Hedge funds have grown substantially over the past decade as an alternative investment class for those that want returns not necessarily correlated with the overall market. These funds do not face the same restrictions as traditional funds such as mutual funds, and this freedom allows hedge fund managers to pursue a variety of unique investment […]

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Hedge Fund Industry Sees Signs of Recovery

July 23, 2012

Over the past several years, the hedge fund industry has struggled to grow, with market uncertainties pushing investors towards safer and more liquid asset classes. In many cases, investors are scared away from hedge funds by media sources that paint all hedge funds with the same brush, labeling them as speculative investment classes. Redemptions Down […]

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Hedge Fund Association Student Membership

July 16, 2012

There are many hedge fund-related organizations to join and they represent great networking opportunities – even as a student. The Hedge Fund Association, or HFA, is one such group to join if you’re looking for hedge fund networking opportunities.  The HFA is a non-profit, international trade and lobbying group “devoted to advancing transparency, development and […]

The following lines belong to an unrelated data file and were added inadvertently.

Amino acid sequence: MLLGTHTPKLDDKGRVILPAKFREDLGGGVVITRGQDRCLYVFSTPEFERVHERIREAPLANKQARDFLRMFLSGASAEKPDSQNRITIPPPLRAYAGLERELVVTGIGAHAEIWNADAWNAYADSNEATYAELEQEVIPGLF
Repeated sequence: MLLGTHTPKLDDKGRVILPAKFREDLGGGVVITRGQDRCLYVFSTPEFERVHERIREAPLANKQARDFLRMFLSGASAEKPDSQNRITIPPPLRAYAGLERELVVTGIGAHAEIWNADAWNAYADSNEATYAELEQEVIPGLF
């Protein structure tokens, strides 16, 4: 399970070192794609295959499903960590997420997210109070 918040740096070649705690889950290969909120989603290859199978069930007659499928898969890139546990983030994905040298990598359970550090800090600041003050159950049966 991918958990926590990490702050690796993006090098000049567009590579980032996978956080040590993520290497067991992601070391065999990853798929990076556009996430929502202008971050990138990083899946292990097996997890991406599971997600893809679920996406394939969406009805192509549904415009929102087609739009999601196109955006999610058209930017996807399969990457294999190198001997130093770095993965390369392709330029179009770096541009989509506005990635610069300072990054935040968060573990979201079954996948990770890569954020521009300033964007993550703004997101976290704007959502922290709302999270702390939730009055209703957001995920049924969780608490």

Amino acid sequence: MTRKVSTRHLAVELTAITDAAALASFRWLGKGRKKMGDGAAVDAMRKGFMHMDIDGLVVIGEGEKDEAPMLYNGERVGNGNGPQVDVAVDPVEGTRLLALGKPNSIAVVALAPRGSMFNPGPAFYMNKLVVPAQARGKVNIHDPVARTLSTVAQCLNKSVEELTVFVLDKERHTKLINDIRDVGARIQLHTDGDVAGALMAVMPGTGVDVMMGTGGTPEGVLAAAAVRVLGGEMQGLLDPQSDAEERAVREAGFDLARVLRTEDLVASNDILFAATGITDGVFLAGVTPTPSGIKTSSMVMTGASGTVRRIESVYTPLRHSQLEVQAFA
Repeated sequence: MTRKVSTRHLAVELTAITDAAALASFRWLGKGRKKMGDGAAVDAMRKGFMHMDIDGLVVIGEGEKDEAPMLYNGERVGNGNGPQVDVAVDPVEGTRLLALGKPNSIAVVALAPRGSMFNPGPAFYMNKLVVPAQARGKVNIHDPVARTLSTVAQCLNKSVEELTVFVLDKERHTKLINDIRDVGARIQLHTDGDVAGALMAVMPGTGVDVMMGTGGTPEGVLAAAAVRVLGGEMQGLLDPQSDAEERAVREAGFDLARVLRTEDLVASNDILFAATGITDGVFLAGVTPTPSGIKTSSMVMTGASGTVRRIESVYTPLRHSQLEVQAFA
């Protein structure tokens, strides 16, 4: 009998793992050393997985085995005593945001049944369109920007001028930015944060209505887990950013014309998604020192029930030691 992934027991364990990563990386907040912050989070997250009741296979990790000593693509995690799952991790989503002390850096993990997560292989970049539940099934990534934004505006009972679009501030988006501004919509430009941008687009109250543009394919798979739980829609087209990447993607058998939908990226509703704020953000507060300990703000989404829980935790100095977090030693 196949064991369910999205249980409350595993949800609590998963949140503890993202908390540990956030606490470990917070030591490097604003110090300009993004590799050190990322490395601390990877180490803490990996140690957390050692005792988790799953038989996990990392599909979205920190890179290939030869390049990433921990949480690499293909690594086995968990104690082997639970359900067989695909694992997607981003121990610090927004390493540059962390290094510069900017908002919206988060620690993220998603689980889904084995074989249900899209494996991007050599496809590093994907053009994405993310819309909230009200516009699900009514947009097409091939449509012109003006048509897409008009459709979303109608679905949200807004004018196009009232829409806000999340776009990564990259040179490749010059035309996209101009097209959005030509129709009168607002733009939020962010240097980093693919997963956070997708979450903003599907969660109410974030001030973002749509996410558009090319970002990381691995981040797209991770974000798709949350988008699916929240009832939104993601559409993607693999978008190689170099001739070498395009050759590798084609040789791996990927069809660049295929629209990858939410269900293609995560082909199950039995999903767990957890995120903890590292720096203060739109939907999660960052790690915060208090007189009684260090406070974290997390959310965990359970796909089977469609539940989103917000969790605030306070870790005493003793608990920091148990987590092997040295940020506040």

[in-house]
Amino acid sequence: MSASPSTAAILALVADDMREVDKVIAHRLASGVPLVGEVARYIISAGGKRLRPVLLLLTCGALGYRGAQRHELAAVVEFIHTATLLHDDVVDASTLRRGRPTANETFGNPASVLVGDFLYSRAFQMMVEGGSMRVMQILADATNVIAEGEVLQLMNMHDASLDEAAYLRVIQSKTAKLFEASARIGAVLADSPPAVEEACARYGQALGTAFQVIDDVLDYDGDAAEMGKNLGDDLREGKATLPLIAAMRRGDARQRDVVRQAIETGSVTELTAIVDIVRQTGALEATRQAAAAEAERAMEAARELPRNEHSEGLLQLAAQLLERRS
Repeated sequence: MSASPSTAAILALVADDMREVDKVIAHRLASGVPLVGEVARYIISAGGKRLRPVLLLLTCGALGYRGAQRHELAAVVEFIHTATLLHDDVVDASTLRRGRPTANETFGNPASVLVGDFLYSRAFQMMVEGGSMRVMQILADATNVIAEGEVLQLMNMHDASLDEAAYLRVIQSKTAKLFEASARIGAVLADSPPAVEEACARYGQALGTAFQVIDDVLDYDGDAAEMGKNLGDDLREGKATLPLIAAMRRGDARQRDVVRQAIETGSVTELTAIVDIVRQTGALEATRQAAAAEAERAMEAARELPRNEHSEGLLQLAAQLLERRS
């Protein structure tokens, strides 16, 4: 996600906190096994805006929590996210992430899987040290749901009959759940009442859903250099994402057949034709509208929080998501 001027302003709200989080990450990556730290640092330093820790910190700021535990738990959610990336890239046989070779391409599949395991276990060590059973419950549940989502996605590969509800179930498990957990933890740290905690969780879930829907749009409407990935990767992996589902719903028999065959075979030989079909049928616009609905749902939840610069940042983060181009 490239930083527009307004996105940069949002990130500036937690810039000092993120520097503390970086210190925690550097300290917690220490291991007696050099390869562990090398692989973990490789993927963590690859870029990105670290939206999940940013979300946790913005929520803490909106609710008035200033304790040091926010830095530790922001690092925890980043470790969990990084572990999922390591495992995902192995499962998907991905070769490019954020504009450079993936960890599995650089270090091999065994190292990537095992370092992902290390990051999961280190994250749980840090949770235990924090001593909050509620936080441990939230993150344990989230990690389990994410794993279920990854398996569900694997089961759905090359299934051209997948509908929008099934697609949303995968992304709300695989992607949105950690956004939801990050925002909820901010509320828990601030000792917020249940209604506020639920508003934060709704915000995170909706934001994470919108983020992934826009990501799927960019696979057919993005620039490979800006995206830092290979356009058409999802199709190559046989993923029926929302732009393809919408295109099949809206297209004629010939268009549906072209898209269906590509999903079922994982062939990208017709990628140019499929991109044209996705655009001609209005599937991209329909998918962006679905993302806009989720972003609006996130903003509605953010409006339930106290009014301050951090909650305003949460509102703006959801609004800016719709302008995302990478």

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Niche Market Hedge Funds

July 9, 2012

Hedge funds have grown substantially over the past decade as an alternative investment class for those who want returns not necessarily correlated with the overall market. These funds do not face the same restrictions as traditional funds such as mutual funds, and this freedom allows hedge fund managers to pursue a variety of unique investment […]